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Satellite Launching from Floating Platforms

Lord Kennet asked Her Majesty's Government:

Lord Whitty: The potential launching of satellites from platforms on the high seas is a recent development for which no specific international rules have been devised. This applies equally to questions of environmental assessment.

Climate Changes

Lord Kennet asked Her Majesty's Government:

Lord Whitty: Observations have shown that over the last few years deep ocean mixing in the Greenland-Iceland-Norway Seas (part of the "heat pump") has declined, but not stopped. At the same time mixing in the Labrador Sea has strengthened. Preliminary indications from work at the Meteorological Office's Hadley Centre, funded by my department, are that both these changes may be a consequence of the long-term variability of weather patterns over the North Atlantic, known as the North Atlantic Oscillation. This has resulted in a predominance of westerly winds in winter since the mid-1980s, with a tendency for warmer, stormier weather over the British Isles.

8 Feb 1999 : Column WA10

Hedgerow Protection

Lord Hardy of Wath asked Her Majesty's Government:

    Whether--

    (a) they consider that the Hedgerows Regulations 1977 are in need of amendment:

    (b) the proposed reforms in Agenda 2000 will enhance the protection of hedgerows; and

    (c) whether they will respond swiftly to the House of Commons Environment Committee's report on the protection of field boundaries, which has recently been published.[HL783]

Lord Whitty:

(a) The Government announced in May 1997 that the Hedgerows Regulations 1977 would be reviewed to see how they could provide stronger protection for important hedgerows. Recommendations by the group which carried out the review were published in July 1998. The Government expect to consult on revised draft regulations after the research into the group's proposed criteria defining important hedgerows has been completed and evaluated.

(b) It is still too early to predict the outcome of the Agenda 2000 negotiations. The agri-environment schemes, which will continue as a requirement under Agenda 2000 Rural Development Regulation proposals, provide support for the restoration and maintenance of field boundaries. In England, the Government have announced the continuing expansion of areas under the main agri-environment schemes. An extra £40 million is being made available over the next three years for these schemes, some of which will be used to benefit hedgerows. New funding is also being made available for the all-Wales scheme which it is hoped will be introduced in April, some of which may be used for hedgerow restoration work.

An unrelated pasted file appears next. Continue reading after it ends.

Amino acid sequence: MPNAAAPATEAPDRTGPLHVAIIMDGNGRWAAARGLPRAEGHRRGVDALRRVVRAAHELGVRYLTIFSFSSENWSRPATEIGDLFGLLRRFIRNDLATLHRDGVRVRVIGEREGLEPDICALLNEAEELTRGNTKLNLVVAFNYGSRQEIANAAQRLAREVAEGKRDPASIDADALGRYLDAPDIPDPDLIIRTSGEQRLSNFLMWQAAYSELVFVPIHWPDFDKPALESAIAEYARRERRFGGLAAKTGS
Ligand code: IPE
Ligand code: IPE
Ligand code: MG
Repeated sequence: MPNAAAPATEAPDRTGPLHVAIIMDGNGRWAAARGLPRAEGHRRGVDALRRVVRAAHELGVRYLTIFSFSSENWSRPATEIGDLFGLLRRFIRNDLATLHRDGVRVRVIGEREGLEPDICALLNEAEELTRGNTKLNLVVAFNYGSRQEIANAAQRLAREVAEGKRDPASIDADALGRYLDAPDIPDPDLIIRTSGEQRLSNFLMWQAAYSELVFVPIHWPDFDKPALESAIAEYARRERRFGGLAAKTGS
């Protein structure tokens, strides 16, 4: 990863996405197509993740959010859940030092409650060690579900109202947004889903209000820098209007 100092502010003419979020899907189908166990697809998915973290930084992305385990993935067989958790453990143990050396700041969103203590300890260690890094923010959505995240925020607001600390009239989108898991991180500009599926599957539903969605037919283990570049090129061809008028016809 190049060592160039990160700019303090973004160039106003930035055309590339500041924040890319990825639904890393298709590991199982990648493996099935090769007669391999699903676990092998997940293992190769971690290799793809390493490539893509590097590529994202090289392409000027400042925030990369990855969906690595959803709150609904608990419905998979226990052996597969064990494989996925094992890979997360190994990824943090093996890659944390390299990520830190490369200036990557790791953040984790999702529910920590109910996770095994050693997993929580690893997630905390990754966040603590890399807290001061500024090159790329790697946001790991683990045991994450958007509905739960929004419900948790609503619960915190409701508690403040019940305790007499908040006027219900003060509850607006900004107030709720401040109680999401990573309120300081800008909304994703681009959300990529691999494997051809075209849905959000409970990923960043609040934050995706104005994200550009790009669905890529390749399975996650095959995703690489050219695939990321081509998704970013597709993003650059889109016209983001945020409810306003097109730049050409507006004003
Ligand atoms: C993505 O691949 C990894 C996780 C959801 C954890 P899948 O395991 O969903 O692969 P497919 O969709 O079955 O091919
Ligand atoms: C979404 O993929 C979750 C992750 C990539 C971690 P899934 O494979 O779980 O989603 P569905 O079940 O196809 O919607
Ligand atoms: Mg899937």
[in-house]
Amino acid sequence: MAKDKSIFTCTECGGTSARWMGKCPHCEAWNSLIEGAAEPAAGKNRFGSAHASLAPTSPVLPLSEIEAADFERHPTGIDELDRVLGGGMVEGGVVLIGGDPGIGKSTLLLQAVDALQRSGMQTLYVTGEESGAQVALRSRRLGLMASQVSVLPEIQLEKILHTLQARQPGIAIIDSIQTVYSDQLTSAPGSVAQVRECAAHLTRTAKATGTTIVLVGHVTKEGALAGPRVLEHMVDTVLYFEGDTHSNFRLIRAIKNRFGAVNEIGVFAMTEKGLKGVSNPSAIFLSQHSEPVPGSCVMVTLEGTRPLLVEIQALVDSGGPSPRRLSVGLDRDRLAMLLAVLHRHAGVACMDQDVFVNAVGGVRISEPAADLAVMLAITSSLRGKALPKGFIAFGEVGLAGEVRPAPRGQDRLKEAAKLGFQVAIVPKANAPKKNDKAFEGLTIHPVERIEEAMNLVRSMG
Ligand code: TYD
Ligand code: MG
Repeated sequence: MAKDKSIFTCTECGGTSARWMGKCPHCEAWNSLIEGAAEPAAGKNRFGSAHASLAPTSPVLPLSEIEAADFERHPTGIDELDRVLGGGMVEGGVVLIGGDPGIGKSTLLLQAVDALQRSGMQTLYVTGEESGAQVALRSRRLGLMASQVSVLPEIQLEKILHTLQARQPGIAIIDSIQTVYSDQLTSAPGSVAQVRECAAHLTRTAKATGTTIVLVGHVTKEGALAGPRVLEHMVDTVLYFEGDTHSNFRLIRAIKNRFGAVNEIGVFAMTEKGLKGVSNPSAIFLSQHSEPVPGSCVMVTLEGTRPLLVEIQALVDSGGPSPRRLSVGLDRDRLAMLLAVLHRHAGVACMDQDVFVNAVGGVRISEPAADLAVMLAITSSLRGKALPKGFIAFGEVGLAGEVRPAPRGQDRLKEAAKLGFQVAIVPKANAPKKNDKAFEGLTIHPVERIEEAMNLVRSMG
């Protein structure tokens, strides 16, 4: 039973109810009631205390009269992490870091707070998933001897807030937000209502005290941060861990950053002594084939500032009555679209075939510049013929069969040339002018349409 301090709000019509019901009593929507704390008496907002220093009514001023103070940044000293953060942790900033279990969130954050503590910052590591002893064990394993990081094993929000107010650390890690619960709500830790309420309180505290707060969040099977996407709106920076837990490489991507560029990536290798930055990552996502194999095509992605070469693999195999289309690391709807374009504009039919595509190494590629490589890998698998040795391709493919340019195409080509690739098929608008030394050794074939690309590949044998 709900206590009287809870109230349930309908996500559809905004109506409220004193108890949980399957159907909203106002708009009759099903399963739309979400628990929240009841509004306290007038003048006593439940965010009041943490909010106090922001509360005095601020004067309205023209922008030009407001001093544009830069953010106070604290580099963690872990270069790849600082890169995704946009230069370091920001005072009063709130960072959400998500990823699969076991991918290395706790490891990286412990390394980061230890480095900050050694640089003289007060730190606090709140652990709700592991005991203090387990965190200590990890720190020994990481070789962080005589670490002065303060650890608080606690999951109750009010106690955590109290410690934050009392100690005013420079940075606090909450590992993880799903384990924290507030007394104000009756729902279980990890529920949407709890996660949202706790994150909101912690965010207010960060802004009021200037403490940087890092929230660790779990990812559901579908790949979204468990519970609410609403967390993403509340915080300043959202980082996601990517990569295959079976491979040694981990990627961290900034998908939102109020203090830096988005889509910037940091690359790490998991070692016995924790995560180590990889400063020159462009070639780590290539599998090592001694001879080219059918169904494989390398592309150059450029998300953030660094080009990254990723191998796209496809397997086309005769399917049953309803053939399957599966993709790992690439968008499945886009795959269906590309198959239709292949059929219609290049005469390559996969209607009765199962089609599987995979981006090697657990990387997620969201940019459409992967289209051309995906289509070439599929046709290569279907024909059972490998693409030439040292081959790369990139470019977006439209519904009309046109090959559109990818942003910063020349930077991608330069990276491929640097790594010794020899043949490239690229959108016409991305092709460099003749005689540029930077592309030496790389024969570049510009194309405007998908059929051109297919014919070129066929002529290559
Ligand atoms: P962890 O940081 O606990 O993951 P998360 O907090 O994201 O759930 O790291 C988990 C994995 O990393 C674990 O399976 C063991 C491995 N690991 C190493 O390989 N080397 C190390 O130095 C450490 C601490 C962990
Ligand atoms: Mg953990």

(c) The Government's response to the Environment, Transport and Regional Affairs Committee report of its inquiry into the Protection of Field Boundaries was published on 25 January 1999.

France: Shooting of Protected Bird Species

Lord Hardy of Wath asked Her Majesty's Government:

    What action they have taken unilaterally or through the European Union in order to secure the effective implementation by France of her obligations in regard to the extensive shooting of protected species of migratory and other birds.[HL873]

Lord Whitty: Actions in one member state should not jeopardise the conservation of birds throughout Europe. UK hunting laws are consistent with the provisions of the EC Wild Birds Directive, and the UK expects other member states to adopt similar measures. It is the responsibility of the European Commission to ensure that member states comply with the directives.

8 Feb 1999 : Column WA11

New Rail Services: Moderation of Competition Policy

Lord Berkeley asked Her Majesty's Government:

    What criteria will be used by the Office of Passenger Rail Franchising and the Rail Regulator in assessing applications for new rail passenger services under the "moderation of competition" provision.[HL716]

Lord Whitty: Approval of access rights is a matter for the Rail Regulator. The regulator issued a consultation document on the second stage of his policy on Moderation of Competition in June 1998. (New Service Opportunities for Passengers--Criteria for Evaluation.) In it he stated his intention to align closely assessments of the costs and benefits of new service proposals with the factors taken into account in the OPRAF Planning Criteria. The assessments would inform the regulator's conclusions regarding the balance of passenger and taxpayer interests. Particular attention would be paid to the impact of proposals on the franchise director's budget.

8 Feb 1999 : Column WA12

Lord Berkeley asked Her Majesty's Government:

    Whether it welcomes competition from new entrants in the provision of rail passenger services on

    (a) routes subject to "moderation of competition"; and

    (b) routes where there are no restrictions on competition.[HL717]

Lord Whitty: Last year's White Paper, A New Deal for Transport, recorded the Government's concern that open access passenger rail competition without adequate safeguarding of the public interest could lead to loss of passenger benefits in areas like ticketing and timetables: and their intention that the Strategic Rail Authority will set the longer-term framework for competition. The Government therefore welcome the provisions in track access contracts which restrict competition between train operators that the Rail Regulator has already put in place as part of his moderation of competition policy. This is to ensure that new services are provided for the public interest and do not undermine existing franchise services and passenger benefits.



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